The National Construction Industry Policy, 2010, which provides for the regulation of the industry hasn’t been implemented since it was drafted. The Engineers Registration Board Chairman, Eng. Isaac Mutenyo doubts whether the Army unit can ably handle the contracts because they do not have adequate qualified manpower.
“The UPDF has less than 10 Registered Engineers and there will be a challenge in supervising the numerous projects across the Country. Ministry of Health and of Education and Sports need to take note of that and look for a solution.” He says that the engineering fraternity, architects and other associated professional bodies need to come together and advise the government accordingly on how best to implement this Presidential directive.
Andrew Niwamanya, a professional and member of the Uganda Institute of Professional Engineers, says that the president’s directive comes at a wrong time when most local enterprises need to be helped to recover from the effects of the COVID-19 pandemic.
“A lot of local contractors heavily invested in their companies and are just recovering from Covid-19 and lockdown effects. They need to be supported. UPDF can supply products like heavy machinery hire, material testing laboratories, research, asphalt concrete, consultancy as local companies compete in a regulated environment,” he reasons.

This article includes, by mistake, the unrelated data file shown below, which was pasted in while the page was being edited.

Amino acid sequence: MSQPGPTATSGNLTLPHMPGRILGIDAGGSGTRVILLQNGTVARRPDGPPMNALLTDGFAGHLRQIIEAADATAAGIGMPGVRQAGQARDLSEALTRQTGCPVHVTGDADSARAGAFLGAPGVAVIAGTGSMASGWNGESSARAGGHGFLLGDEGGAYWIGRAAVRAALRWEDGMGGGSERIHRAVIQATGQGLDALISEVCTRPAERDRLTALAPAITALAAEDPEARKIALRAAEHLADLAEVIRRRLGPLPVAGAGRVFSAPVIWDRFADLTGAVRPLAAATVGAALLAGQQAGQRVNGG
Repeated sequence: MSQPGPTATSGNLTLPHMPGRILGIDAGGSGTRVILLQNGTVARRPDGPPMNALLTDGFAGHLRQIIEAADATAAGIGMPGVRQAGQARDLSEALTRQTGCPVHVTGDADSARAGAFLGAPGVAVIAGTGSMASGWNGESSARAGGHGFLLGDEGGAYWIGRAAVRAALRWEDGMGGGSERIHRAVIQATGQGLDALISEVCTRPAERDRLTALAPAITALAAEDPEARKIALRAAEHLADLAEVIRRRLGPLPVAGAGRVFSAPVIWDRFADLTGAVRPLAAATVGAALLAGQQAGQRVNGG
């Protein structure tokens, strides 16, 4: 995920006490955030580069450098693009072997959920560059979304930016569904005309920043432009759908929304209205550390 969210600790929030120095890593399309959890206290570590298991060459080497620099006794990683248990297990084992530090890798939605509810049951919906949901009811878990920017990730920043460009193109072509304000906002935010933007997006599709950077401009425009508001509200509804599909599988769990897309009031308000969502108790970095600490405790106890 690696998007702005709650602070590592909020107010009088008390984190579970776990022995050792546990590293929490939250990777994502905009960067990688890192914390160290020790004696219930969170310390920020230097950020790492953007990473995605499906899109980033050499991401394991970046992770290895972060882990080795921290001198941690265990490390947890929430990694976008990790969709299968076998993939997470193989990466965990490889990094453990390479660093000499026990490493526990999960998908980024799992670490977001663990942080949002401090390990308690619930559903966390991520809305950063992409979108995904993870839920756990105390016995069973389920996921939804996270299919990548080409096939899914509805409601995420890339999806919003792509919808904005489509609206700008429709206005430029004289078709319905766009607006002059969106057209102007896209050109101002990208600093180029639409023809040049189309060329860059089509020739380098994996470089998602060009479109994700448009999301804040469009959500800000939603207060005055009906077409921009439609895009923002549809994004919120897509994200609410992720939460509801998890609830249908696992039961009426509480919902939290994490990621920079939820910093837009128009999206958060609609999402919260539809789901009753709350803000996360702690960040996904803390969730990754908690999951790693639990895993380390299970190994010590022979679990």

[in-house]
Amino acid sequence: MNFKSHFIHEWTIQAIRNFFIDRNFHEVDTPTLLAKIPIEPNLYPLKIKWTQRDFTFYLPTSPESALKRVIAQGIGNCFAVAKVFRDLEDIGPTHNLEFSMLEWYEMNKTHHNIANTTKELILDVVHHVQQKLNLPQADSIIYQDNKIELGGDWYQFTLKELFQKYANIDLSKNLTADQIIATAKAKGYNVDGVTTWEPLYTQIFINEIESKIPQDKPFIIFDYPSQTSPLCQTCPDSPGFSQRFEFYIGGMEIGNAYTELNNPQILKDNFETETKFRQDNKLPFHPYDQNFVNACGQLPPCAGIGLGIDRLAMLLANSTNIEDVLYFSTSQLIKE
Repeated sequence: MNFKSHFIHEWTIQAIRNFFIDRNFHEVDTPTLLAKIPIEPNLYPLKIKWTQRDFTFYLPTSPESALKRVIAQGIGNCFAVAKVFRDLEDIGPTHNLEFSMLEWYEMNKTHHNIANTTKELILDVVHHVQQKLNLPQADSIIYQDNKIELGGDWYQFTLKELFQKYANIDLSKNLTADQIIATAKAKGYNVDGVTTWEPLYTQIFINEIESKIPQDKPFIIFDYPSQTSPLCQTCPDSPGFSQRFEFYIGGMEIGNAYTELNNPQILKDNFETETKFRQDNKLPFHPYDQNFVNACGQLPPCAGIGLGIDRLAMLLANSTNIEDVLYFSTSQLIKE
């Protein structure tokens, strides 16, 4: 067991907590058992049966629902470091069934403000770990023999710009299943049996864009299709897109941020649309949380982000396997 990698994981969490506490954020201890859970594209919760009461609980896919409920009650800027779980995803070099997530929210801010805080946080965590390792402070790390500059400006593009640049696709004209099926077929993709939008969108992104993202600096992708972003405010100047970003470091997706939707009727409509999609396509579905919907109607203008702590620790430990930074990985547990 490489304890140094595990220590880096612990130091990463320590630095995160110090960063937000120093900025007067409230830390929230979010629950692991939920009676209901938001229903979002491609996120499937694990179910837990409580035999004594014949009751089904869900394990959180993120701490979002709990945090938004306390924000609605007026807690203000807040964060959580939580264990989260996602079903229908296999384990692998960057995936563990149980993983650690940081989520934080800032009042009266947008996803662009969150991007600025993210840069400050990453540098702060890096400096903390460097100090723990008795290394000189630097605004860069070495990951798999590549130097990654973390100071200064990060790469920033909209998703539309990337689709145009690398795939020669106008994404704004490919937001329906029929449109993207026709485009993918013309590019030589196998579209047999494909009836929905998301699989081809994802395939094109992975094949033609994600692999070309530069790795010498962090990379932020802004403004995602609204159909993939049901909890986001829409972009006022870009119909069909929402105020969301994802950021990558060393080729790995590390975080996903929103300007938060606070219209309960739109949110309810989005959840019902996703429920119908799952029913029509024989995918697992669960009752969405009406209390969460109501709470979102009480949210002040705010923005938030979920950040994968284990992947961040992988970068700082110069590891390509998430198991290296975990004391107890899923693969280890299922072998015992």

Others wonder if the army should have ring-fenced sectors when it has reportedly failed to execute some projects like the UPDF National Referral Hospital in Mbuya. “It is being built by a Chinese company. It’s surprising it can’t build its own hospital but it is wanting all schools and hospitals. The hospital is behind schedule,” said Eng. Niwamanya.
During the hospital’s ground-breaking ceremony in February 2018, Health Minister, Jane Ruth Aceng said the facility would be completed in three years. In their recommendations, the engineers propose that Uganda should follow the examples of Egypt and Tanzania to develop the country in which both the private sector and the army construction brigade can flourish.
In Tanzania, the Army is involved in big government projects like the construction of the Standard Gauge Railway that is being undertaken by the Chinese. The Army unit has at least 57 professional civil engineers and mechanics participating in the project. In Egypt, which the Ugandan engineers want to emulate, the Army construction unit handles most of the government projects and is exempt from taxes like Import tax, sales tax (VAT) and corporation tax.
The military is also involved in the plan to establish a new capital to replace Cairo by 2022 through a company dubbed the New Administrative Capital for Urban Development. The Egyptian military owns 51 percent of this company, while the remaining 49 percent is vested in the state-owned New Urban Communities Authority. The Army was also contracted to undertake the Suez Canal expansion project.
Another advantage it has over the local private companies is that it uses army recruits as a source of cheap labour, which makes the costs of its operations low.